Entering text into the input field will update the search result below

U.S. Government 10-Year Note Drops Below 1%: What It Says About The Economy

John M. Mason profile picture
John M. Mason


  • The yield on the 10-year US Treasury note dropped below 1.00 percent for the first time in history.
  • The Federal Reserve lowered its policy rate of interest, but investors appeared to interpret this move as economic conditions being worse than had been thought.
  • Consequently, even more money flowed into the government bond market as the US stock market took another major hit indicating that expectations have become more dismal.

At ten o’clock Tuesday morning, March 3, 2020, the Federal Reserve announced it was cutting its policy rate of interest by 50 basis points.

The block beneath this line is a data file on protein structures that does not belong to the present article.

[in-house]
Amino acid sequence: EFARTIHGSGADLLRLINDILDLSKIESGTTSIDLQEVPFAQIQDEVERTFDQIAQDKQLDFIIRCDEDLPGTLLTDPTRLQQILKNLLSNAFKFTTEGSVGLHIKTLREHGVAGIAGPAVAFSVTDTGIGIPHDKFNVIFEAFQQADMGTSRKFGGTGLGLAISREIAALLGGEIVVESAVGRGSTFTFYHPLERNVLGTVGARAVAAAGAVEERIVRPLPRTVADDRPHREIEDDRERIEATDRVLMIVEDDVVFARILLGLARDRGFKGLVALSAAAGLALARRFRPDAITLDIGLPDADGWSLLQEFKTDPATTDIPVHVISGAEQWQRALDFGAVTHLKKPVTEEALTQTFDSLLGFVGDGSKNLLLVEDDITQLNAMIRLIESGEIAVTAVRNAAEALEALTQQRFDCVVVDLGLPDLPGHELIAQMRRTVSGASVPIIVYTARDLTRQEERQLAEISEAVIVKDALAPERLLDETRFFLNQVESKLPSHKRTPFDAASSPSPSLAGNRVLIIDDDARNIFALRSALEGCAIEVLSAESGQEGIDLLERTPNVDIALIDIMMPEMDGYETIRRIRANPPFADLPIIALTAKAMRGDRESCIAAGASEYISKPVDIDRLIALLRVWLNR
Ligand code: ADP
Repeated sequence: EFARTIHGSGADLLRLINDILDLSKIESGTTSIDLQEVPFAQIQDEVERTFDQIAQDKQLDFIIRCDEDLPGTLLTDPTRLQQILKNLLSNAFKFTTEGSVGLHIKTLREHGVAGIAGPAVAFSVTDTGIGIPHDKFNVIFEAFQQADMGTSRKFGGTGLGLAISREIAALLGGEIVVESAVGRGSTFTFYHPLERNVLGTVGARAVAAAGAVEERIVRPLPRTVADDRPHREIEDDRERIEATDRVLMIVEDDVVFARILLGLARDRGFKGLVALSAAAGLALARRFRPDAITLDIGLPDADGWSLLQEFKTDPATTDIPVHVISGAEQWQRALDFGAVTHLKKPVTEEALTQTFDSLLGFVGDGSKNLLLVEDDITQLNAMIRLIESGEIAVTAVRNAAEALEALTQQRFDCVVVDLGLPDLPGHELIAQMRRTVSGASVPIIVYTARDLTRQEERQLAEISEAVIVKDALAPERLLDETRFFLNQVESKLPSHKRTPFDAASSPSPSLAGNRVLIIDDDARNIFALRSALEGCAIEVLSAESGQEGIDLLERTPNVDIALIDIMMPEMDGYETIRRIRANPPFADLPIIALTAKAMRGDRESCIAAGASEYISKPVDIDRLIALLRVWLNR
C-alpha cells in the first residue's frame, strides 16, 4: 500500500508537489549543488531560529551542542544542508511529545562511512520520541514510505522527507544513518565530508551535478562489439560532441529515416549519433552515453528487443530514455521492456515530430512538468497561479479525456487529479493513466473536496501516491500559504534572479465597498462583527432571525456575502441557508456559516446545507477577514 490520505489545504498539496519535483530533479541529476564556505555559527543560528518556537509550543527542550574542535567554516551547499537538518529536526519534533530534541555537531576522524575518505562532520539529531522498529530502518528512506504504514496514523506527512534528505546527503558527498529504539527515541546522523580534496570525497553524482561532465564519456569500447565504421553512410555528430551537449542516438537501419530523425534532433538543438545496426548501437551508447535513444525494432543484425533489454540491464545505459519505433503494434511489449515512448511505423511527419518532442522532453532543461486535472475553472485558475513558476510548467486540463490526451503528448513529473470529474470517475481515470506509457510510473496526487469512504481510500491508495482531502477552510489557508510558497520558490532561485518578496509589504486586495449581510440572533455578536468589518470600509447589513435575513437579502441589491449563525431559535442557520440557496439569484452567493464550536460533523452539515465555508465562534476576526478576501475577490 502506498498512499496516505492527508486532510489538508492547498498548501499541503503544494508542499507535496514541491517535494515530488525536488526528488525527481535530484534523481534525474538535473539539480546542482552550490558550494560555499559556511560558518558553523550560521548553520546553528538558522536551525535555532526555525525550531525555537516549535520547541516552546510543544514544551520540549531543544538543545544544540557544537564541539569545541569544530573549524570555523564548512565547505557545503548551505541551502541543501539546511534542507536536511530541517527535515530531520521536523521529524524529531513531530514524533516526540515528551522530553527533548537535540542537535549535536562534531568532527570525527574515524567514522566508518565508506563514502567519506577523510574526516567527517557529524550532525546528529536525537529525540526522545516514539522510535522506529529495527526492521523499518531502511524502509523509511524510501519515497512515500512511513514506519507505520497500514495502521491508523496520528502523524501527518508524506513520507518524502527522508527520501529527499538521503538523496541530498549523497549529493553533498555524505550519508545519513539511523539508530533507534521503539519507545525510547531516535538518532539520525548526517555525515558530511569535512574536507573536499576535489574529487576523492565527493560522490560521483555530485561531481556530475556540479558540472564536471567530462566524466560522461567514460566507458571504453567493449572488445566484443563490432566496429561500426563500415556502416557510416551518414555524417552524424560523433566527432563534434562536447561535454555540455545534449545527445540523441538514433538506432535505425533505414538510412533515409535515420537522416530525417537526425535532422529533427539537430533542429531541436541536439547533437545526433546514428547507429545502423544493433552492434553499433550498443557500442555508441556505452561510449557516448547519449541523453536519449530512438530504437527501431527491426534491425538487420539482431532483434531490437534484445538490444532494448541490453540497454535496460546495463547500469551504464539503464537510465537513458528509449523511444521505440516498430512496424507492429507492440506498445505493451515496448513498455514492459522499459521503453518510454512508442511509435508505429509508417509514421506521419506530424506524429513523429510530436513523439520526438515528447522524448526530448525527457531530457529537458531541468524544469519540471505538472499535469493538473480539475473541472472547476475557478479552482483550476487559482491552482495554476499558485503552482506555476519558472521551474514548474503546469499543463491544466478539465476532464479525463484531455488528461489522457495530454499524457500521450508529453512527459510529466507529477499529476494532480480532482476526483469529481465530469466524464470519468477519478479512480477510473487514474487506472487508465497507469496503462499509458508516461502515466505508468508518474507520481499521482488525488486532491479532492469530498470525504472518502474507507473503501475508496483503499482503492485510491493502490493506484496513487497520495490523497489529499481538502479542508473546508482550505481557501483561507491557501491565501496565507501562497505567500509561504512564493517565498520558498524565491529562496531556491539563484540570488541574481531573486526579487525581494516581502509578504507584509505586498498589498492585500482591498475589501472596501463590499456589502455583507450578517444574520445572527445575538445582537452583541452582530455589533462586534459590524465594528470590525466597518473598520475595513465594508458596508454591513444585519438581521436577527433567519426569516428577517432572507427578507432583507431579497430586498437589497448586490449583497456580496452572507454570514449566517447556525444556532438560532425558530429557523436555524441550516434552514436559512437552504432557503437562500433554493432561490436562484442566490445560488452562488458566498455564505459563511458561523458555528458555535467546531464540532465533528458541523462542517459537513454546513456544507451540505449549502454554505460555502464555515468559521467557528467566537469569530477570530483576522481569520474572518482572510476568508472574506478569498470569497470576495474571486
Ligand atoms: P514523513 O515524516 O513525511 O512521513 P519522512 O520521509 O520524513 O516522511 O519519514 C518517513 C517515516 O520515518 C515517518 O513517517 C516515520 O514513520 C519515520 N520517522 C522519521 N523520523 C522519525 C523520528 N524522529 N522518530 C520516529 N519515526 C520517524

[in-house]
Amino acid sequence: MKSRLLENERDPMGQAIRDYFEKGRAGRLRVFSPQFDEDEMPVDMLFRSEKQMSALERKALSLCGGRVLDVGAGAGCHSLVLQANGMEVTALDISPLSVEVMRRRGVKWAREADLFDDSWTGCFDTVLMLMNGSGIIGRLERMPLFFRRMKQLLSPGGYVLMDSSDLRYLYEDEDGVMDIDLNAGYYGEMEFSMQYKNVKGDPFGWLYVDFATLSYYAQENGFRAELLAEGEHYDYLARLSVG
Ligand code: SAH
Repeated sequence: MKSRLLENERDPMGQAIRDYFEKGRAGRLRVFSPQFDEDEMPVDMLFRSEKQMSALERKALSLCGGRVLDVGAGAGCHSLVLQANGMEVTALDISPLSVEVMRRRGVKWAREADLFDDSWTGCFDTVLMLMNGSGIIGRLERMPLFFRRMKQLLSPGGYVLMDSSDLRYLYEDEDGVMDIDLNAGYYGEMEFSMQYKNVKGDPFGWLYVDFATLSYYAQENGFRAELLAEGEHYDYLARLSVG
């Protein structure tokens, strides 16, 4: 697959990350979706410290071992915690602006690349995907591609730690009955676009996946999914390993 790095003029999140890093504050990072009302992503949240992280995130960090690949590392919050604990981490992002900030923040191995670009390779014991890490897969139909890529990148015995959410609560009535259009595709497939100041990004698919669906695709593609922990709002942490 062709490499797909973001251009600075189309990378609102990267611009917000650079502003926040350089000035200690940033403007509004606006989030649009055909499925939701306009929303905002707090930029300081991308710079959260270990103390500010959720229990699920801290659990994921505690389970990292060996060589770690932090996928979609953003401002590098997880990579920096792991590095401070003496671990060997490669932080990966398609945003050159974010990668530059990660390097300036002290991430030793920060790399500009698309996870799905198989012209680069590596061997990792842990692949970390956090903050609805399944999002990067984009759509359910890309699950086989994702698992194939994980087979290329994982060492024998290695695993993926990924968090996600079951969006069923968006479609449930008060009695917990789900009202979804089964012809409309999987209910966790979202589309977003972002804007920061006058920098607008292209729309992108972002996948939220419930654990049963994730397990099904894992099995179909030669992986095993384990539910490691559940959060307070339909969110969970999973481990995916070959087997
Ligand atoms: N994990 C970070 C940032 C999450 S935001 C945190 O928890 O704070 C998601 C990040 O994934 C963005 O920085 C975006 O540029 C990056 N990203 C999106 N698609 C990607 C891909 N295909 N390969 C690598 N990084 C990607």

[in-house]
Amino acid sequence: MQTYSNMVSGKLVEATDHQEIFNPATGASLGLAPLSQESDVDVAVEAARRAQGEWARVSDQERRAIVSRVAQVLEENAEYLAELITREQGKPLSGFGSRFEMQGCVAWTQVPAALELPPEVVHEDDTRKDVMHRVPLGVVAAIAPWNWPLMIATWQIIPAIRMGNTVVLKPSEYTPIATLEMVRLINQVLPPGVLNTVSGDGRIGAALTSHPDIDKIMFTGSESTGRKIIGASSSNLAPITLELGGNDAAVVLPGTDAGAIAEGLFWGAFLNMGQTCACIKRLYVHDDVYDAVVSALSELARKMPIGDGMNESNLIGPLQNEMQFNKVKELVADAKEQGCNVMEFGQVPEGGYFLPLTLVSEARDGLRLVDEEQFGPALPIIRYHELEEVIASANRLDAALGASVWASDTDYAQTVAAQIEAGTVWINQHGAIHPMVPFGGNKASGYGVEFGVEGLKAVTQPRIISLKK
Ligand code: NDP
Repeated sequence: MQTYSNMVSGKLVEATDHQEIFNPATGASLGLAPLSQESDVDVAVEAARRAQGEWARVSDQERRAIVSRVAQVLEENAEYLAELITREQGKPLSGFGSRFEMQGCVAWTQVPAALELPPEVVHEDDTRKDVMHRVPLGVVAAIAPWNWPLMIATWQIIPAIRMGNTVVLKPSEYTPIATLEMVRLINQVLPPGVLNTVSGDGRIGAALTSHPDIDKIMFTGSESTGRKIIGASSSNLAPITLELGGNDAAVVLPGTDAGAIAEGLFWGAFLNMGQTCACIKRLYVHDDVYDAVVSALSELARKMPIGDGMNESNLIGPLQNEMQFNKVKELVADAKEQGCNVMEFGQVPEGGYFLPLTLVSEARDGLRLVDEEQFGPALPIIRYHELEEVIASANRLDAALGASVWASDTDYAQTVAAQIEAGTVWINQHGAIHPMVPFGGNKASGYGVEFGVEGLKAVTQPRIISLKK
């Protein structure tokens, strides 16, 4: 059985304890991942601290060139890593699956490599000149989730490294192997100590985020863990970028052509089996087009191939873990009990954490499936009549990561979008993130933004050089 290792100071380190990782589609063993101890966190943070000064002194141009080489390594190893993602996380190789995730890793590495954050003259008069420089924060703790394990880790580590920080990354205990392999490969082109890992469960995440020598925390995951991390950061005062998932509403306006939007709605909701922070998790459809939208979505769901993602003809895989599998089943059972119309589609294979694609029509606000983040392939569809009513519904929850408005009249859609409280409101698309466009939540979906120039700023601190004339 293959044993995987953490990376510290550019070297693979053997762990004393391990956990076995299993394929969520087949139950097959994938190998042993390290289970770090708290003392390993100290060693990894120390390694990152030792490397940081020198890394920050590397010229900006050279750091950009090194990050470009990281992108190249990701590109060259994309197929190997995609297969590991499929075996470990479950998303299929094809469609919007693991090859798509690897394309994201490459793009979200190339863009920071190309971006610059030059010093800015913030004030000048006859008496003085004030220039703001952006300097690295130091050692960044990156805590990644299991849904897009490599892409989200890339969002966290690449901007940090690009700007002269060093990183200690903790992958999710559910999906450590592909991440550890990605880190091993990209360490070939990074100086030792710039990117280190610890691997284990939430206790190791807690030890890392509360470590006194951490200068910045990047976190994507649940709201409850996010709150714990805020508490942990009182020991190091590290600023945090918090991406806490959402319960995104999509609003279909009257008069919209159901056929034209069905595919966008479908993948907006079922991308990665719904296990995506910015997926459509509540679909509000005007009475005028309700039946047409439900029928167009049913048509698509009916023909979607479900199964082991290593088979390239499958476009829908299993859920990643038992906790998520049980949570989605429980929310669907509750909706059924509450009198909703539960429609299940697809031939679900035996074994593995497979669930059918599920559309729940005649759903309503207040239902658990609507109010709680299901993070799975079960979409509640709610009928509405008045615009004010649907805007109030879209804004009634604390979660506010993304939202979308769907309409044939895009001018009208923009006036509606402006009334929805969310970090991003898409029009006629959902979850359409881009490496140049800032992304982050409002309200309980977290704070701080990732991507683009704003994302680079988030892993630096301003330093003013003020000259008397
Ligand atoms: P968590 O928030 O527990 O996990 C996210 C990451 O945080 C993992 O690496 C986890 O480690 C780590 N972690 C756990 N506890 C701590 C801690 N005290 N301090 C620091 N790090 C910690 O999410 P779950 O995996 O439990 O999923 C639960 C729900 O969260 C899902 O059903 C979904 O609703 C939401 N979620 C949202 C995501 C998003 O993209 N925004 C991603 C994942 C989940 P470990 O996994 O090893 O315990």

Within a very short time, the yield on the 10-year US Government note dropped below 1.00 percent, a new historical low.

On Monday, all three major US stock indexes registered substantial gains after five days of large declines.

The reason for yesterday’s gains, according to many analysts, was that investors expected that the Federal Reserve and other central banks would soon cut their policy rates of interest in an effort to stem falling stock markets around the world that were reacting to the spread of the coronavirus and the global economic slowdown it was causing.

Well, on Tuesday, the Federal Reserve acted and the stock market dropped!

Whoa! It wasn’t supposed to act that way!


The question has to be, what changed between Monday and Tuesday?

Let’s take a guess. My guess is that investors believed these moves would not come immediately. Because there had been a lot of talk that the Federal Reserve and other central banks would lower interest rates, the feeling was that they would not act immediately.

Thus, the move by the Federal Reserve surprised investors. Things must be worse than was thought.